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High Impact Practices (HIPs)


Evidence that HIPs work

High-Impact Practices are evidence based educational strategies. This can be understood in two ways. First, each strategy is grounded in a body of research. Second, faculty are encouraged to gather evidence in their own classrooms to assess whether their HIPs are working as expected.

A faculty example of gathering evidence

In Spring 2022, one faculty member identified feedback as an element of High-Impact Practice teaching that she wanted to improve. She gave written feedback for a signature assignment in one class. She found research which suggests screencast videos are a more effective feedback tool. She implemented this change in Spring 2022, and she assessed it.

The assessment was simple and revealed a positive impact. She gave a short survey to students who indicated almost 100% positive reactions to receiving video feedback on their work. She also compared grades on the assignments and overall grades to previous semesters. Both were significantly higher. She also reflected on her own experience, since creating the videos was not easy at first. She has decided to continue with this innovation after finding an easier way to create feedback videos.

Programmatic examples of gathering evidence

Community Based Learning The Office of Experiential Education works with Institutional Research to collect data on Community Based Learning (Service Learning). For example, the found the retention rate for students who participated in Community Based Learning in Fall 2019 was 16% points higher than those who didn’t. This has been a consistent trend at Bristol Community College and at other institutions across the nation which have scaled HIPs.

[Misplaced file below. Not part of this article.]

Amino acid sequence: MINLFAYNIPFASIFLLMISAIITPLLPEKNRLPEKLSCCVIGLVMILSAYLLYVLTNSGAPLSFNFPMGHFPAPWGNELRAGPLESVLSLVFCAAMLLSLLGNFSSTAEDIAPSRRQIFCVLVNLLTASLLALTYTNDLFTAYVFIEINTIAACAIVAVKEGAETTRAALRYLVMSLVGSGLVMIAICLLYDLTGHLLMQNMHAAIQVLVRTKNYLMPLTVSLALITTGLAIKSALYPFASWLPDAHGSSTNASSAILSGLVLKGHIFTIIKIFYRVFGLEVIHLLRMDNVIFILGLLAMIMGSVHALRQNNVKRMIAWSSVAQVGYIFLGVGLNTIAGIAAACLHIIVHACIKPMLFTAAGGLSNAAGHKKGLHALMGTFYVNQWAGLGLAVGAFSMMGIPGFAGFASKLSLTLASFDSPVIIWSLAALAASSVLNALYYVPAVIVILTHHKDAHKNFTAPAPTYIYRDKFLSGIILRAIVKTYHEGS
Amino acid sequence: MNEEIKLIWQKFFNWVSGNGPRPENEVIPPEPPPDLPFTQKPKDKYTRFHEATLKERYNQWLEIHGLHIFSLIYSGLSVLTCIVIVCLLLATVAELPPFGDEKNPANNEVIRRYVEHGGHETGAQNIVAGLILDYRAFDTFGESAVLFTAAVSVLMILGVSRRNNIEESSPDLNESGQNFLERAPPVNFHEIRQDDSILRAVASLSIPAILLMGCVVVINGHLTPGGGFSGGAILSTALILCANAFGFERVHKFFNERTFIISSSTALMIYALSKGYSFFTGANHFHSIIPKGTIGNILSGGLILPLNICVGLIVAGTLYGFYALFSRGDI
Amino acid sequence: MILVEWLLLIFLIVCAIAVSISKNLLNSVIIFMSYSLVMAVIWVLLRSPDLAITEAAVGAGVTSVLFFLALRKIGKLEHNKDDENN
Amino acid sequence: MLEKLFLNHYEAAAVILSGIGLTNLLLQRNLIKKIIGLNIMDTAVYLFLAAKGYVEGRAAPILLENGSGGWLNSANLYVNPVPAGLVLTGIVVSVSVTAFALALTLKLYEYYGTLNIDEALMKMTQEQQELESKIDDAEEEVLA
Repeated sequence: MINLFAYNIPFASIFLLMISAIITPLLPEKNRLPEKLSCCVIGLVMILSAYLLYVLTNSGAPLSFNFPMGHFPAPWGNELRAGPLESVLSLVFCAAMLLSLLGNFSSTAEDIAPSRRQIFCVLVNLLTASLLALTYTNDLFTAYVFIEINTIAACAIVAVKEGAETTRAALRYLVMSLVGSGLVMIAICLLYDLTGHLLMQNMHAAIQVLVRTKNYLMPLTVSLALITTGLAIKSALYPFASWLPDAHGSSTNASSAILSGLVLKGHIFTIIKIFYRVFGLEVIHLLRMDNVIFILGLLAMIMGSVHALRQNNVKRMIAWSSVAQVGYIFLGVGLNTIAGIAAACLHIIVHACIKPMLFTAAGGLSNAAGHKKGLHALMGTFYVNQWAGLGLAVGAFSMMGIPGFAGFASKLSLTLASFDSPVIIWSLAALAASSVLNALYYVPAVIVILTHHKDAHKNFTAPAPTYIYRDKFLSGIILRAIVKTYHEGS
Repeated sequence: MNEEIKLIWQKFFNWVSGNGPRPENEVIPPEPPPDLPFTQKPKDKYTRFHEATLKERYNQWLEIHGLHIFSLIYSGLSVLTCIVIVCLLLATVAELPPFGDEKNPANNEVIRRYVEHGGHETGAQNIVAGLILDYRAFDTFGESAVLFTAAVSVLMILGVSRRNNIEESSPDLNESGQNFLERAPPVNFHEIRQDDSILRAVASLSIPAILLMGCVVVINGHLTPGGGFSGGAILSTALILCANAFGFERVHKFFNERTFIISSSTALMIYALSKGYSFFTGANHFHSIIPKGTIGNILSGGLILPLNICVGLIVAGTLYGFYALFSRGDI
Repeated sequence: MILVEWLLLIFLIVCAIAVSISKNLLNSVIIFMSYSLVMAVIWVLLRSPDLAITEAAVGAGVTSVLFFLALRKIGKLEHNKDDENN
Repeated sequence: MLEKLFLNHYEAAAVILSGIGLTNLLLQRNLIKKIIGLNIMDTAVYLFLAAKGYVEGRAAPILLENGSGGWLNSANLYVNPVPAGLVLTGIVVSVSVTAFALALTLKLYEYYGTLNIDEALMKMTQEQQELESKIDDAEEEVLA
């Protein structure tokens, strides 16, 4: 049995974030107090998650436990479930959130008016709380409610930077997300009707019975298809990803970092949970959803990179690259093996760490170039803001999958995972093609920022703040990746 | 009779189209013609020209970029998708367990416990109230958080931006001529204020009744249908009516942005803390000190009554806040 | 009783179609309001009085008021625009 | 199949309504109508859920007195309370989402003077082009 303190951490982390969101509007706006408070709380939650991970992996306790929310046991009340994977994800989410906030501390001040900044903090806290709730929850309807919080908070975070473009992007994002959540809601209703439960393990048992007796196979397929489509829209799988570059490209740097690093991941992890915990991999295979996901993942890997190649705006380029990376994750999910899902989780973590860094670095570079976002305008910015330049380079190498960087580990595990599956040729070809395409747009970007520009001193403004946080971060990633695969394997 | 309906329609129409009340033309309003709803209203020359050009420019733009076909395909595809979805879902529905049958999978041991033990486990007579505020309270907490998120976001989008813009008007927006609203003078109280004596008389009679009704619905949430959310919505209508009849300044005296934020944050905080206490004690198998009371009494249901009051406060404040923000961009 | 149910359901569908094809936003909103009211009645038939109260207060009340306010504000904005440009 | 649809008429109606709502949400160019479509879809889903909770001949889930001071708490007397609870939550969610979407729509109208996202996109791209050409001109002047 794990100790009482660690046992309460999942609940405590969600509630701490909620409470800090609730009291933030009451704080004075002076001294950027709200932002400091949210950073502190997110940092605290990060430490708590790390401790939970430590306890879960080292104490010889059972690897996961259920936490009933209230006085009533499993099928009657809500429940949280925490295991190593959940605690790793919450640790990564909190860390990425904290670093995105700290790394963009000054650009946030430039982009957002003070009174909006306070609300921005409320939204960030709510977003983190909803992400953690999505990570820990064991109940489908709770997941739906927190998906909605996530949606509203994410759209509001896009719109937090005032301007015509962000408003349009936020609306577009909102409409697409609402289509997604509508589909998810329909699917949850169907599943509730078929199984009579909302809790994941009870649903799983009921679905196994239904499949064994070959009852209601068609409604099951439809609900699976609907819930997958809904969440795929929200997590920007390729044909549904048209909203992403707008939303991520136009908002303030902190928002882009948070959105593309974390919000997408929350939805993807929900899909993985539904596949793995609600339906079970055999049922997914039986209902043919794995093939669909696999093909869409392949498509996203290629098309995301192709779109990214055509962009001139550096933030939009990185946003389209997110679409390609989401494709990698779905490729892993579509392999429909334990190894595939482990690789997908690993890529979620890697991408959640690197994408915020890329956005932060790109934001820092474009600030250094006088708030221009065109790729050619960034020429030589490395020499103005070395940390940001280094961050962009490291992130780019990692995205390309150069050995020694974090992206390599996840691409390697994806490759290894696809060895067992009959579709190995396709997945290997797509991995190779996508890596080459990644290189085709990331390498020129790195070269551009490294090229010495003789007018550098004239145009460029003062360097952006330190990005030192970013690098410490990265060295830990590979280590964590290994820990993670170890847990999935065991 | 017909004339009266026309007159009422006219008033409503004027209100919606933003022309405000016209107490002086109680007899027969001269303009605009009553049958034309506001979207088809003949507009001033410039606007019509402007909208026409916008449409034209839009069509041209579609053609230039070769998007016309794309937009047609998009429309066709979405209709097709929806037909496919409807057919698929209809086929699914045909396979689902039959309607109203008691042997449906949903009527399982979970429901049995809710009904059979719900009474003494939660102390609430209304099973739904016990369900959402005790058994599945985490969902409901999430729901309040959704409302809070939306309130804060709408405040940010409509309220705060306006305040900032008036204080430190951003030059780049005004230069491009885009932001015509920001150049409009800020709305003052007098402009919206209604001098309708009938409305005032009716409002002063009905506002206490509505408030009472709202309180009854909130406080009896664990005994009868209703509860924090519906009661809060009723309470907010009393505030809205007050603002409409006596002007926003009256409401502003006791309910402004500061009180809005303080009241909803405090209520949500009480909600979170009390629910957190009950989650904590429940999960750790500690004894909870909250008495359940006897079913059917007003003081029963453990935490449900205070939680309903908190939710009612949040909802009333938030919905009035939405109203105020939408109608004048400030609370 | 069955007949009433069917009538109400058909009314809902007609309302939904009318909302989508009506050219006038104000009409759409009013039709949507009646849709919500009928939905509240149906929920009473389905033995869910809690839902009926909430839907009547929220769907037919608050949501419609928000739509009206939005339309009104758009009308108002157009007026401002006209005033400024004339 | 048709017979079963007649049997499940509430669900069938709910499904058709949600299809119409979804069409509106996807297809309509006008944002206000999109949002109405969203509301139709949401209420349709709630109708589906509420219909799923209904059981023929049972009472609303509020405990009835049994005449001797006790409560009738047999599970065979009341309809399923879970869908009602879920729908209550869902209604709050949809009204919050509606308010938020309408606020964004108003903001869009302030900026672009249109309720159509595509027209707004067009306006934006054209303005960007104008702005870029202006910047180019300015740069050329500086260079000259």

Accelerated Developmental Math The Math department reorganized our developmental course structure to a co-requisite model. Some students who require remedial courses can take these courses alongside the college level course. This model has worked at many other institutions and initial data from before the pandemic shows positive impacts as well.

In Fall 2019, there was a 75.5% success rate (grades of A,B,C, or D) in the co-requisite developmental Math model. These students saved both time and money as a result of the co-requisite model.

Another major benefit addresses the equity agenda. In our most popular math class, MTH 119 Fundamental Statistics, all ethnic/racial groups achieved similar success rates with Black or African American students slightly outperforming all others (n=348).